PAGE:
The play was about a 30+ year old Korean adoptee navigating relationships with her adoptive mother and father and was also about her journey of coming to understand the impact adoption has had in her life: how it has influenced her identity, her internal working model and sense of self and connection with her adoptive parents. It touched on many of the core themes of adoption including identity, belonging, loss and grief, race, the life-long impacts of adoption, racism, stereotypes, attachment, belonging, white privilege/white washing, ‘dangers of single stories’, family as well as how we talk about adoption issues and navigate these difficult discussions with our families. What the play did well is to explore the impacts on the adoptee and family relationships when these core issues are not understood, validated, explored, or supported. As is normal for many adoptees who begin to explore and pay attention to these issues, there can be a destabilising effect on the family relationships as the adoption ‘fairy-tale’ or ‘happy adoption’ narrative begins to come apart. 

L to R: Jeffrey Liu, Ra Chapman, Susanna Qian

For any professionals working in the area of adoption, this play is a great resource, providing a deep and valuable insight to the dynamics, relationships, interracial experiences, and challenges intercountry adoptees have to navigate within their adoption experience and adoptive families. Of course, this was delivered extremely cleverly with the play using comedy/satire as well as emotionally intense and beautiful monologues and symbolism complimented by outstanding acting from an intimate cast of four performers. 

It was powerfully delivered and received, leaving many adoptees who attended feeling emotional and unsteady but also connected, seen, and supported. Likewise, it may also leave adoptive parents feeling unsure, confronted, and curious about their role in their child’s adoption. In the end, I think it brings everyone together: adoptees and parents, opening up possibilities of how we can partner up around the adoption experience and do better for the journey of the adoptee.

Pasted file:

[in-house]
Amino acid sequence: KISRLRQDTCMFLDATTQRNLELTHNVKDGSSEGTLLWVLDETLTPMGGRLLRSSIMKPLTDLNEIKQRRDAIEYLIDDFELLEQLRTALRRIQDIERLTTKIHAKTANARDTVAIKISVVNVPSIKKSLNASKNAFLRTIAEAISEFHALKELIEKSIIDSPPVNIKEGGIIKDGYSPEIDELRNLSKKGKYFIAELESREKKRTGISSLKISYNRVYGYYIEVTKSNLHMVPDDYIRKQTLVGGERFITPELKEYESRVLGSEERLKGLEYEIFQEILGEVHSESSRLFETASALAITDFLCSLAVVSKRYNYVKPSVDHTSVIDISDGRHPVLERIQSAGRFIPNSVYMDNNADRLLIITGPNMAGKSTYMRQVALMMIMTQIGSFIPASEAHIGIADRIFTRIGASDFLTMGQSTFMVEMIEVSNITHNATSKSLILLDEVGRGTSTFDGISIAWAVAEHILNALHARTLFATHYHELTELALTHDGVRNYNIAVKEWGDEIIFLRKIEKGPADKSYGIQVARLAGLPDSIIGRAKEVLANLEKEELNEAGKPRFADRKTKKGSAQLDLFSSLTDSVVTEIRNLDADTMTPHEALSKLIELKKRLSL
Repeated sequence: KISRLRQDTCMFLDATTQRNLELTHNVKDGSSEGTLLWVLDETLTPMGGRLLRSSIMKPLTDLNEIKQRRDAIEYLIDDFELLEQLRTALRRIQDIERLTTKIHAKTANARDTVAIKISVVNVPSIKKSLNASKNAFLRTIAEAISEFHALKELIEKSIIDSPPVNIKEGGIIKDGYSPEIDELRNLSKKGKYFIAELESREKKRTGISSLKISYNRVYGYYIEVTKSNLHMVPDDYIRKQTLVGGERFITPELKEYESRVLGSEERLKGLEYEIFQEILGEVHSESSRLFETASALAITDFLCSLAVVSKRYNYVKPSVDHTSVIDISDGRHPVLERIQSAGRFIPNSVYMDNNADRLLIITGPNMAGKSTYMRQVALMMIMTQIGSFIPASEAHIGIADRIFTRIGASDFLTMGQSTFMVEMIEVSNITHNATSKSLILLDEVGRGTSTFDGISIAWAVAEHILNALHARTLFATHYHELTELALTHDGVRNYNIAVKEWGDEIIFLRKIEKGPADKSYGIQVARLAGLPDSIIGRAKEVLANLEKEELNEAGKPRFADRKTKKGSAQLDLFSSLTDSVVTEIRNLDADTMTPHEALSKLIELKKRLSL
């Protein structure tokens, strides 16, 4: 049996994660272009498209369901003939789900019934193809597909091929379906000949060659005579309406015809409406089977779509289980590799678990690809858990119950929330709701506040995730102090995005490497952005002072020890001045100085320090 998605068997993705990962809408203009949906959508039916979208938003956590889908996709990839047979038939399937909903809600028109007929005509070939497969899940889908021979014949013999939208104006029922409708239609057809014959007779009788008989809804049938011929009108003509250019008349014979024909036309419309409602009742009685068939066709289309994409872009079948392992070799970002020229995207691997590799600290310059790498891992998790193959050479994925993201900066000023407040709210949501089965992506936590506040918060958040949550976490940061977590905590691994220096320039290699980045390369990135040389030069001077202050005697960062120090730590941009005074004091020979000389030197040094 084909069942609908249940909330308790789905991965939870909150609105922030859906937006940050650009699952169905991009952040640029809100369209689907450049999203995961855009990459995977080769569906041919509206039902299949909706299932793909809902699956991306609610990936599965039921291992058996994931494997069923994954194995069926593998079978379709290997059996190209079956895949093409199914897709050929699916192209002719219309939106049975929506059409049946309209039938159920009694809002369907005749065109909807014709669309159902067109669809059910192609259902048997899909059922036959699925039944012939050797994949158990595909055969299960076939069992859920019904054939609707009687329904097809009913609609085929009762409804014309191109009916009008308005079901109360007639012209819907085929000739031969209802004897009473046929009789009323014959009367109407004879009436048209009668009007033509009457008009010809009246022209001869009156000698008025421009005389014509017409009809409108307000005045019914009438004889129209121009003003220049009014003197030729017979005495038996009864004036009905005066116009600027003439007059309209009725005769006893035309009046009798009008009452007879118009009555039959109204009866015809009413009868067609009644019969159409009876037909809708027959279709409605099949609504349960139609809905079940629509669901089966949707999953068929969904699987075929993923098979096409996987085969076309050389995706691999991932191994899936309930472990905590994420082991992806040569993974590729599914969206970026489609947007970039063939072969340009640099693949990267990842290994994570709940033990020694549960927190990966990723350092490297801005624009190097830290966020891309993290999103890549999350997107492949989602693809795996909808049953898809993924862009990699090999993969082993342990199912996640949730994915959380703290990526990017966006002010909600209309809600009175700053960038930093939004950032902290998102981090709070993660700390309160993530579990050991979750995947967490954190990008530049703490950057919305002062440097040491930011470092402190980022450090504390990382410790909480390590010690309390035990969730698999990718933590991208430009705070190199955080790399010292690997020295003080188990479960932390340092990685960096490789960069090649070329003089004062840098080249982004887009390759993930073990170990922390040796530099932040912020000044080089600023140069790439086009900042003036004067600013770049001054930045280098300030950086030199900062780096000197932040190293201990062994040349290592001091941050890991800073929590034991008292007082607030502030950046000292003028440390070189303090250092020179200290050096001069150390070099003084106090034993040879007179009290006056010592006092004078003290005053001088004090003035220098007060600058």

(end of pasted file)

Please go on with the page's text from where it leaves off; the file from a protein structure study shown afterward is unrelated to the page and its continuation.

Following the play, I valued the emotive speeches and other performances by adoptee’s sharing their creative work and projects. In addition the evening mentioned some other exciting adoptee led projects and creative works in development that I will be following closely with anticipation.  

The main takeaway for me from the evening was the amazing way adoptees were able to come together through this event, which I think highlights the collective healing power for adoptees when surrounded by community, elevating the adoptee voice in a safe and supported way and feeling a sense of strong belonging by being seen and heard. It is great knowing that the Australian adoptee community is going strong!

I hope that we can continue having open and welcomed discussions together as a community so we all can benefit in learning from those with lived experiences especially from adoptees.

Dearest Ra, please know the powerful impact you have had and how your creative work is helping to shape all of our learning and better capacitate the adoption community in Australia.

I encourage all to see Ra Chapman’s play K-Box showing only until 18 September; adoptive parents, adoptees, adoption professionals and the broader community.

Check out our Photo Album from the evening.

The 9 September K-Box Adoptee Takeover Night at the Malthouse event was proudly presented to us by Malthouse Theatre, supported by Relationships Australia Intercountry Adoptee and Family Support Services (ICAFSS) small grants, InterCountry Adoptee Voices (ICAV), International Social Services (ISS) Australia, and hosted by our wonderful adoptee led organisations and community-based groups – ICAV led by Lynelle Long and Ra Chapman from Korean Adoptees In Australia Network (KAIAN).

Coming Next at ICAVs blog is some of the Adoptee Artist performances from our Take Over of the Malthouse Night and artwork from the ZINE magazine which was handed out at the event.

Ra Chapman and some of the Korean adoptees who attended the evening
Photos by Lynelle Long

Resources

Deep Regret or Great Love? Adoptee play showcases desire for connection

K-Box: Questioning middle class Australia with blitzing comedic flair

Being Illegally Adopted and a Forced Reunion

Most people assume that our adoptions are all legal and legitimate. Most people assume that adoptees want to meet their first mothers. Aimee’s story highlights the harsh reality that not all adoptions are legal and that media involvement is not always helpful or kind to the adoptee who may not even want, nor be ready, to reunite.